• Disaster recovery – This is an incredibly useful service drones are able to offer humankind, as they have the ability to go into areas where humans cannot or should not. This is especially true after a disaster, and in fact, it may be impossible to transport water, medicine, or various other types of aid into certain areas without the help of drones. 
  • Military – While much of the military’s use of drones is kept ‘under the radar,’ the technology is known to be used for defense, especially in terms of surveillance and gathering of intelligence. It’s also no secret that the military has been engaged in the use of 3D printing for longer than most people realize, drawn to the technology due to the level of customization possible, and the ability to make and maintain parts in the field.
  • Surveying – It’s impossible to compete with the aerial perspective afforded by drones, making them highly suited to applications requiring mapping and surveying, as well as covering large areas of land like farms that may require scanning, monitoring, and inspecting. In terms of real estate, sales and marketing efforts can be substantially expanded with features like interactive 3D showcasing of properties and of course, aerial footage.

Customization and Optimization for Industrial Applications

With the ability to bypass street traffic and cover short distances quickly while equipped with cameras, video equipment, and varying payloads, it’s obvious that drones will soon become necessary to chipping away at the endless list of tasks humans need help in completing. Undeniably useful in playing a role for taking on skyward duties within both the public and private sectors, features and functions continue to grow for drone technology, along with the advanced materials and technology used to make them.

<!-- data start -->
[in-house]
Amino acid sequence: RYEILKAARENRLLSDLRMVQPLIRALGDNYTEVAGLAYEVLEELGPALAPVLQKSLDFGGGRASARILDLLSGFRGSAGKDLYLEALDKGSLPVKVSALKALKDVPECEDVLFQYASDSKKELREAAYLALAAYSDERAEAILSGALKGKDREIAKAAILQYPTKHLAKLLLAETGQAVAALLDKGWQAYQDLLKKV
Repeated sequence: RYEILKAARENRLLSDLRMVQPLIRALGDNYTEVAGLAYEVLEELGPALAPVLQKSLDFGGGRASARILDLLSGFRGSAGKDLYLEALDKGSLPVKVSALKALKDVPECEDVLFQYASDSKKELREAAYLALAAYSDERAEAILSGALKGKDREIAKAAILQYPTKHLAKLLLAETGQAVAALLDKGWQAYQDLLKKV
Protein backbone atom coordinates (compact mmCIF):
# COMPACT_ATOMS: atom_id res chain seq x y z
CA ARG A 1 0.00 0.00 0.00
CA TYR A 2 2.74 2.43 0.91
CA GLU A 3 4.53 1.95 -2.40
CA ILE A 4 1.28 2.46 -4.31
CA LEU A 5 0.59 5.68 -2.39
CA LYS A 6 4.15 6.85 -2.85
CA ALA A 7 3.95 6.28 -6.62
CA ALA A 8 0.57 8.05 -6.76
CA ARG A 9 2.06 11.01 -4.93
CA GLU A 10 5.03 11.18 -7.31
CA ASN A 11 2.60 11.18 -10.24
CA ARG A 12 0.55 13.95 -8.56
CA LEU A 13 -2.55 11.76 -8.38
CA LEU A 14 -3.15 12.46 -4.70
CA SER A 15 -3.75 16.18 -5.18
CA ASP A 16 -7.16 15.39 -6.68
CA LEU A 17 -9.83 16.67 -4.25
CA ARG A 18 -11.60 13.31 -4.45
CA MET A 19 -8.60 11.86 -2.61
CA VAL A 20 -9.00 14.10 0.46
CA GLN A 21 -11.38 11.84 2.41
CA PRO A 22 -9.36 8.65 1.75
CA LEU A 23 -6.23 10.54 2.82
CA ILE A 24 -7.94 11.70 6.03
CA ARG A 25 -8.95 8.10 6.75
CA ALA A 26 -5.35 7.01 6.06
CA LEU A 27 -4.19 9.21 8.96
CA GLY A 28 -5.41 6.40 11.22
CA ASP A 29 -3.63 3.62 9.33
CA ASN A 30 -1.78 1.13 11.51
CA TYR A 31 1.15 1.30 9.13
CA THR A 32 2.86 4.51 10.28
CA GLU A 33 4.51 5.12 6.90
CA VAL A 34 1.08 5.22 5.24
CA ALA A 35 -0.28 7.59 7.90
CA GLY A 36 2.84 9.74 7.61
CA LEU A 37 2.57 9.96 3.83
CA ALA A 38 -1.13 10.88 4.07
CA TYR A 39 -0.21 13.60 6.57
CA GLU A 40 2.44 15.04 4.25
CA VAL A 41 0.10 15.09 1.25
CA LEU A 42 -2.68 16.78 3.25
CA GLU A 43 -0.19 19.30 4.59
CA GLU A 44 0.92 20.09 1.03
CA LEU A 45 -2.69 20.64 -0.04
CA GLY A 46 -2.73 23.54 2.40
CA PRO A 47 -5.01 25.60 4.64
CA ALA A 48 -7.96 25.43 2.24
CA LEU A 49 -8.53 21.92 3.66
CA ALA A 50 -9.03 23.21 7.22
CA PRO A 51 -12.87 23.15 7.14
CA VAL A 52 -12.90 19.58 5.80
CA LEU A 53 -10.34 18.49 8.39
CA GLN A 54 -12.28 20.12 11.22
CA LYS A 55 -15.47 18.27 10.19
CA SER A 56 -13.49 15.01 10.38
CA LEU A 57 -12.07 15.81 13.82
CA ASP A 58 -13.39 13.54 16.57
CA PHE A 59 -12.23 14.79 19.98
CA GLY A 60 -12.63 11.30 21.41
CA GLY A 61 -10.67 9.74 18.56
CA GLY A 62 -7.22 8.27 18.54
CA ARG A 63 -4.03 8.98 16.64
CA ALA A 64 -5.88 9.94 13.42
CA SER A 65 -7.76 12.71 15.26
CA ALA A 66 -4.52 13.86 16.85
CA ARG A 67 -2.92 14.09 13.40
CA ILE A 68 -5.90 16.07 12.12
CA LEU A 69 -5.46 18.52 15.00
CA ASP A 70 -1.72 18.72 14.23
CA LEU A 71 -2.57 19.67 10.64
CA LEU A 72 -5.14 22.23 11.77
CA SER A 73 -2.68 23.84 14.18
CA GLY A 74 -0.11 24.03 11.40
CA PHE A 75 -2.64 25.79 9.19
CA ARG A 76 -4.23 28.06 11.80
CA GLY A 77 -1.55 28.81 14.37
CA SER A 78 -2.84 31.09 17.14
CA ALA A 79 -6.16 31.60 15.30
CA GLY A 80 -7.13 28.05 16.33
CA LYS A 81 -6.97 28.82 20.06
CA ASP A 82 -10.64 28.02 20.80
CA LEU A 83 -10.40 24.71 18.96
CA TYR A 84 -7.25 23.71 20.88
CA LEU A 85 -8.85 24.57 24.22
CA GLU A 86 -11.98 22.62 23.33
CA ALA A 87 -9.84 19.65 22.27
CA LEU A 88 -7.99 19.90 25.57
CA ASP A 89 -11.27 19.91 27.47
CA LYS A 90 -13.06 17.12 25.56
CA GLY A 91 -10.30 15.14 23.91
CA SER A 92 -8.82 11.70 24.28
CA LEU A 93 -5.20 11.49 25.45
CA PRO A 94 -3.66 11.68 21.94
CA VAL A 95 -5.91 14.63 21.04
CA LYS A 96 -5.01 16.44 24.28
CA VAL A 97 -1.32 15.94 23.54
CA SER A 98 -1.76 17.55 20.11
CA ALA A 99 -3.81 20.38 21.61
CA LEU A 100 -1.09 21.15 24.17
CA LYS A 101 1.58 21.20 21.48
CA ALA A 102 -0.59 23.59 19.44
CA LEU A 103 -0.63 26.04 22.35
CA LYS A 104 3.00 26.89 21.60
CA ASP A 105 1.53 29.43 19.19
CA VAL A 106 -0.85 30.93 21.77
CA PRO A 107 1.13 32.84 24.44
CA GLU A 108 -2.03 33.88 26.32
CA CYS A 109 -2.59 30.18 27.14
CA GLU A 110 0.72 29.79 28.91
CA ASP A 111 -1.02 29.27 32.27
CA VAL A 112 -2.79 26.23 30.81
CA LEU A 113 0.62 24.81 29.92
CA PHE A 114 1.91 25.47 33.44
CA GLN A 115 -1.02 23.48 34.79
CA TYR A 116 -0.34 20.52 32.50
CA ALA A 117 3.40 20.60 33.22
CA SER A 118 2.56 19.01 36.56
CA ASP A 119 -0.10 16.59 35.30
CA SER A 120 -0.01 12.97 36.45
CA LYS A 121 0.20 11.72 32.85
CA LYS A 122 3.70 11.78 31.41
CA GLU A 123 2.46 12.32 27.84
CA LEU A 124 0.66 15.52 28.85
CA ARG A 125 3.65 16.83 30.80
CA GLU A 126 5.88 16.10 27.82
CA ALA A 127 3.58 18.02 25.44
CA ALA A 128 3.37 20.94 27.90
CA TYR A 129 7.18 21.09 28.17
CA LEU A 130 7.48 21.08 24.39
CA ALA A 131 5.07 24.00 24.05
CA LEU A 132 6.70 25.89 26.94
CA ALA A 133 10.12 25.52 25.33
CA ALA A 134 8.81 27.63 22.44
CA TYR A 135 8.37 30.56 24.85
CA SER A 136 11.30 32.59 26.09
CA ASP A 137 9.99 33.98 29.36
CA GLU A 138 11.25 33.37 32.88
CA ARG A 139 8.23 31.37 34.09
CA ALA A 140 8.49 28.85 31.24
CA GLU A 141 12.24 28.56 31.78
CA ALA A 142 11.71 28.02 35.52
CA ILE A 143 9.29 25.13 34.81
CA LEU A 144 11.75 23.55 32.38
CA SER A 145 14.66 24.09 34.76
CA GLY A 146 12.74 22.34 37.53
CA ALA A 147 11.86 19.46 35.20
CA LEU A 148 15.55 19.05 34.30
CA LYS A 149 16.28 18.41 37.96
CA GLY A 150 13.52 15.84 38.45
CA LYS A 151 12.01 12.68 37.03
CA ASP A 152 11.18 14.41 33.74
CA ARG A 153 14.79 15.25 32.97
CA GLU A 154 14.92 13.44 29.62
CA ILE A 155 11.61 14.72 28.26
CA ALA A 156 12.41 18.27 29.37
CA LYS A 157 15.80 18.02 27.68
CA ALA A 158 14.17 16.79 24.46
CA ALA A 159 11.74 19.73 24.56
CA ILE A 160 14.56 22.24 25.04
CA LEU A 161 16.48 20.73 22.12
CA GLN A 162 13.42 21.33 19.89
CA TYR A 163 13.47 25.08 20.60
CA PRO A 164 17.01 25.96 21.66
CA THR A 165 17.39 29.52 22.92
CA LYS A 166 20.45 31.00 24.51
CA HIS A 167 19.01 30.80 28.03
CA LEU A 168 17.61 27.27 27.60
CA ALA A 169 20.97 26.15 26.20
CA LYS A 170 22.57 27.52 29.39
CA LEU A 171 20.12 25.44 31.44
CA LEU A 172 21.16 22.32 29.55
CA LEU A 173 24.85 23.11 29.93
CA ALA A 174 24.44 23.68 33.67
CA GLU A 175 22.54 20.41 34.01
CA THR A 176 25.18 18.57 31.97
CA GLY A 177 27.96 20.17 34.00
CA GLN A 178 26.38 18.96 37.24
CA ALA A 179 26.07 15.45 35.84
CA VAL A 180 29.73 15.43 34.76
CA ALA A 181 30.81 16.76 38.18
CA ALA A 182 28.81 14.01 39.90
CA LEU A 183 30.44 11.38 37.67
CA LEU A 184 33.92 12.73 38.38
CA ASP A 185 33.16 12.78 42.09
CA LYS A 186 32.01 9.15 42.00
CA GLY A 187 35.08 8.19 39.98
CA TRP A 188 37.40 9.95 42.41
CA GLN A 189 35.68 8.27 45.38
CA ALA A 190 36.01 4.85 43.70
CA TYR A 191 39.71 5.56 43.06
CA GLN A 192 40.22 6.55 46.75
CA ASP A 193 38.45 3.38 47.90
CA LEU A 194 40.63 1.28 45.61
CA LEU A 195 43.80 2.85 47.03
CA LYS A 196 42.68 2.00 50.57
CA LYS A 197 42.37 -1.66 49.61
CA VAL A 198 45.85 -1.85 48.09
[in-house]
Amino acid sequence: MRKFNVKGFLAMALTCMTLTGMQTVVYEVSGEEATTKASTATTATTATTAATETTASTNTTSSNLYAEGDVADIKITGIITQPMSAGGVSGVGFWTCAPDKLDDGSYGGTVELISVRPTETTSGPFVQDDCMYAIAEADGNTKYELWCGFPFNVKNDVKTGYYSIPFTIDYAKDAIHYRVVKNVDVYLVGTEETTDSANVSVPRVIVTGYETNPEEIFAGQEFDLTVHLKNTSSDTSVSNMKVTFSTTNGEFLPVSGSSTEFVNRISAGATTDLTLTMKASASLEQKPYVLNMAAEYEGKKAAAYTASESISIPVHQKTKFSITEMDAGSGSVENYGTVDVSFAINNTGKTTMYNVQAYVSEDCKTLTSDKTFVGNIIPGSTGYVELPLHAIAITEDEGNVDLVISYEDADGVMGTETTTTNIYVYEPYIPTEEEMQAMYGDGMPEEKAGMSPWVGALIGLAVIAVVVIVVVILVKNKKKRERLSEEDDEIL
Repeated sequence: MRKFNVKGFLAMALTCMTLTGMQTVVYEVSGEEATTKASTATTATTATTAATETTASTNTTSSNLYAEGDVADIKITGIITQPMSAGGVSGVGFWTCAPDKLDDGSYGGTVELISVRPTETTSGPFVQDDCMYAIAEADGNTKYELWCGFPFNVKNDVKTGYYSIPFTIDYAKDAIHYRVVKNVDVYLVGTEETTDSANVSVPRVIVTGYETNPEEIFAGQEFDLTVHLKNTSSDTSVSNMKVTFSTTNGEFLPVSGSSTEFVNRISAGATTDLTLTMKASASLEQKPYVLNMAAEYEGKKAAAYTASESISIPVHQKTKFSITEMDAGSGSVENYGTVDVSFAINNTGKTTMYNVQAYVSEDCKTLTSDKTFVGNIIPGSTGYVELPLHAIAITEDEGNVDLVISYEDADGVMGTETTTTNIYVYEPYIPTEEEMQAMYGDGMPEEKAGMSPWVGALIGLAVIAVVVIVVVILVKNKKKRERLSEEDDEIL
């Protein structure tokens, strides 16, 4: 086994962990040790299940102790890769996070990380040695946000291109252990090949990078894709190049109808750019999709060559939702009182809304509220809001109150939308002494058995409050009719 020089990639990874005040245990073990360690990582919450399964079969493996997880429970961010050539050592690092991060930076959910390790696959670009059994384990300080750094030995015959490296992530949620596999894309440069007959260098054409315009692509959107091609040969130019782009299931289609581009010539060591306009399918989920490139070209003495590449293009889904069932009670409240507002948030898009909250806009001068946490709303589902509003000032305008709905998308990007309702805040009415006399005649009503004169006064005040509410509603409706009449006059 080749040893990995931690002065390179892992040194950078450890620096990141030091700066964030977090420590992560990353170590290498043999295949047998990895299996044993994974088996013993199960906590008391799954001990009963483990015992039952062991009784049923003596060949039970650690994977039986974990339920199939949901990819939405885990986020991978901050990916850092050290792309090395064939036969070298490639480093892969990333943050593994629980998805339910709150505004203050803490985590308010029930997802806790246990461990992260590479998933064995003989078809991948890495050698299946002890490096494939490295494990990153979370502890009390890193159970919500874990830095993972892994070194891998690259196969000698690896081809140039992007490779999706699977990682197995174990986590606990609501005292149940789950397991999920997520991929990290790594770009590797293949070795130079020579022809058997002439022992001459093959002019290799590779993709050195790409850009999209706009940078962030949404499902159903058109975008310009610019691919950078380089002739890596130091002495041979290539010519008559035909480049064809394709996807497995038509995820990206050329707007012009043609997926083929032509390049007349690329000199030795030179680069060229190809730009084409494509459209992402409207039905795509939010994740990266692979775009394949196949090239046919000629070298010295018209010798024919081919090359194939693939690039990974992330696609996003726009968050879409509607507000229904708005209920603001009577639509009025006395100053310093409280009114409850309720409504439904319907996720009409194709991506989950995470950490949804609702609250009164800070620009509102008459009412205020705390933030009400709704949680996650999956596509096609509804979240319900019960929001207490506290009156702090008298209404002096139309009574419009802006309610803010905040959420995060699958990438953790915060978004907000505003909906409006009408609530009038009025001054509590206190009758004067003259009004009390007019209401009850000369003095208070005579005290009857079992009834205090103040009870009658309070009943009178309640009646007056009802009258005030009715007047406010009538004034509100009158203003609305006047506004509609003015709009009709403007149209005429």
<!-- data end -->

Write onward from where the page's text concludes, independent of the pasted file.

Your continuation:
Technology like 3D printing offers even greater opportunity and freedom in design, along with fast prototyping and turnaround of end-use parts. At Shapeways, customers rely on a variety of resources for drone applications, depending on their exact needs. Most 3D printed drones share the same two requirements initially: they must be lightweight, and they must be fast. Whether rapid prototyping or manufacturing end-use parts, Shapeways offers materials for 3D printing drones, to include:

Aluminum – Offering the strength of metal for 3D printed drone frames and parts, this material is recommended for high-performance components. Aluminum is lightweight, yet offers the toughness and durability necessary to survive air travel, as well as holding up during any unfortunate collisions while traveling. 

Nylon 12 [Versatile Plastic] – Used in a wide range of industrial applications, Nylon 12 [Versatile Plastic] is known for the ability to offer flexibility for thinner structures, yet great rigidity for thicker parts. Large-scale 3D printed drone parts can be manufactured with this material via Selective Laser Sintering (SLS), whether for prototypes or end-use parts.